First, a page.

apis29

The media is buzzing this morning with the nth edition of What’s-Been-Killing-The-Bees:

…the mysterious mass die-off of honey bees that pollinate $30 billion worth of crops in the US has so decimated America’s Apis mellifera population that one bad winter could leave fields fallow. Now, a new study has pinpointed some of the probable causes of bee deaths and the rather scary results show that averting beemageddon will be much more difficult than previously thought.

Ever since Colony Collapse Disorder surfaced in late 2006, we’ve been treated to story after story proclaiming that scientists have finally discovered the cause: pesticides, viruses, cell phones, parasitic flies, fungi, mites, GMOs. Each story has the same formula. A study documents cause X killing bees, the media runs X as causing CCD, and the activist community amplifies the connection with increasingly alarming rhetoric.

The trouble is a simple logical fallacy. X kills bees, and CCD kills bees, but that doesn’t mean that X = CCD. After all, cigarettes kill people, but not all people die from cigarettes. To bring any of these causes full circle requires not only establishing that X can replicate CCD symptoms- that’s the easy bit- but that X was present in documented CCD cases and that experimental treatment of bees with X leads to CCD. Anything short of that, however interesting, is hypothesis rather than fact.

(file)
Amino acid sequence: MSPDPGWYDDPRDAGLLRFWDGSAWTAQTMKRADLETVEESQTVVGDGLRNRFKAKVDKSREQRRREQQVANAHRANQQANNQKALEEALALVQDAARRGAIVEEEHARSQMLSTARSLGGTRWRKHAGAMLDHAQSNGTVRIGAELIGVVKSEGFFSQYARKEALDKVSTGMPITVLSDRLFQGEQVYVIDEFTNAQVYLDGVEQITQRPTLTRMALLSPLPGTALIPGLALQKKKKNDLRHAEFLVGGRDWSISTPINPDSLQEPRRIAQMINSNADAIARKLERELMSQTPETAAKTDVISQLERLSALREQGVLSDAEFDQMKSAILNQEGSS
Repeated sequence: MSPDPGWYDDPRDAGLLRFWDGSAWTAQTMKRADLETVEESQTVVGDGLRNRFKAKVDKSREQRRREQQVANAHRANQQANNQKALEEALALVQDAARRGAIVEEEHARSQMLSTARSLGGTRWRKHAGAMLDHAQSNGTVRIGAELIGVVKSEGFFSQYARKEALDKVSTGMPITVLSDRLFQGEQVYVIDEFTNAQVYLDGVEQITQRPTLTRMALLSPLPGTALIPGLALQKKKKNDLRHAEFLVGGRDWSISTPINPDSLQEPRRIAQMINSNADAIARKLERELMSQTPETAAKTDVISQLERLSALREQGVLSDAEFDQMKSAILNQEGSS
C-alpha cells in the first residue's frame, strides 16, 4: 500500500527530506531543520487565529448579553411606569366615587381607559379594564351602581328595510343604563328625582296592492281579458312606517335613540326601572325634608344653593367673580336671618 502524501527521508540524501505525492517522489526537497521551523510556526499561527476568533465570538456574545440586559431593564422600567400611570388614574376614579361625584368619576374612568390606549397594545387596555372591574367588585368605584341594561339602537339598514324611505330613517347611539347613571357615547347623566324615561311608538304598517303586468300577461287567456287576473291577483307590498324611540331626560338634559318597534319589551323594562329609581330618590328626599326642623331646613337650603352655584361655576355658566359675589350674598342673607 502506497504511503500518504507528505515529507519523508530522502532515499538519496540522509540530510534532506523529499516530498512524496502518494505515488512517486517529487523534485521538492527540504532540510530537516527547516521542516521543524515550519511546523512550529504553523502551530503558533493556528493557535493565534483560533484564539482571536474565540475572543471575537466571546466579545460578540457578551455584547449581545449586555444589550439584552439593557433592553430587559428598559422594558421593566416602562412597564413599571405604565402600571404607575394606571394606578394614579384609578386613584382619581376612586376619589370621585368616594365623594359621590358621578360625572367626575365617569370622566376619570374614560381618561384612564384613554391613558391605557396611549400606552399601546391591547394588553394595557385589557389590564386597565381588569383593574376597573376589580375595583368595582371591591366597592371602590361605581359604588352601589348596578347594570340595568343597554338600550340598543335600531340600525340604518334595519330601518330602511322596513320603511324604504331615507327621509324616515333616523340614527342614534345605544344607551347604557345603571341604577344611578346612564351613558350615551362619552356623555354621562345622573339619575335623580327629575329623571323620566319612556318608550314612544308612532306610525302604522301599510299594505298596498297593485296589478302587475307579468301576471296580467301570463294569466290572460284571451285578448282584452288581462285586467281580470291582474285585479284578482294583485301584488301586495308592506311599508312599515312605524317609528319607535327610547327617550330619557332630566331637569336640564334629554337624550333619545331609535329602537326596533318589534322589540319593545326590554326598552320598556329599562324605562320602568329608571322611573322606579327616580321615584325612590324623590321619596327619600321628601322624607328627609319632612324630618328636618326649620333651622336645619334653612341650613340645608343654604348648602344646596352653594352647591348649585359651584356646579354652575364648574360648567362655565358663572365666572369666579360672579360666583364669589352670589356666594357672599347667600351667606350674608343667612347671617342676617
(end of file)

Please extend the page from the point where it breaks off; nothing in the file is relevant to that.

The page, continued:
As you might imagine, beekeepers themselves have become rather cynical about any science on CCD. After being burned, say, five or ten times, can you blame them?

Keeping in mind an appropriate level of caution, though, the most recent study in the mix is a good one. Writing in PLoS One, Pettis et al document a shocking quantity and diversity of pesticides gathered by honey bees in real agricultural settings. When they fed the most abundant of these- a fungicide- back to the bees at realistic doses, they found affected bees were more susceptible to the parasite Nosema ceranae. This observation is intriguing, as Nosema ceranae infections are known to kill foraging bees away from the hive, one of the signatures of colony collapse. Not only that, but Nosema ceranae is also a recent import to our continent, potentially explaining the sudden appearance of CCD.

As a cause of colony collapse, though, the science behind the pesticide/pathogen double whammy isn’t quite there yet. To move beyond a promising hypothesis, bee researchers must still document the presence of the relevant pesticides and pathogens in collapsed hives, and then re-create collapse at the colony level in field experiments. We owe it to the bees, and the beekeepers, to do the science right.


source: Pettis JS, Lichtenberg EM, Andree M, Stitzinger J, Rose R, et al. (2013) Crop Pollination Exposes Honey Bees to Pesticides Which Alters Their Susceptibility to the Gut Pathogen Nosema ceranae. PLoS ONE 8(7): e70182. doi:10.1371/journal.pone.0070182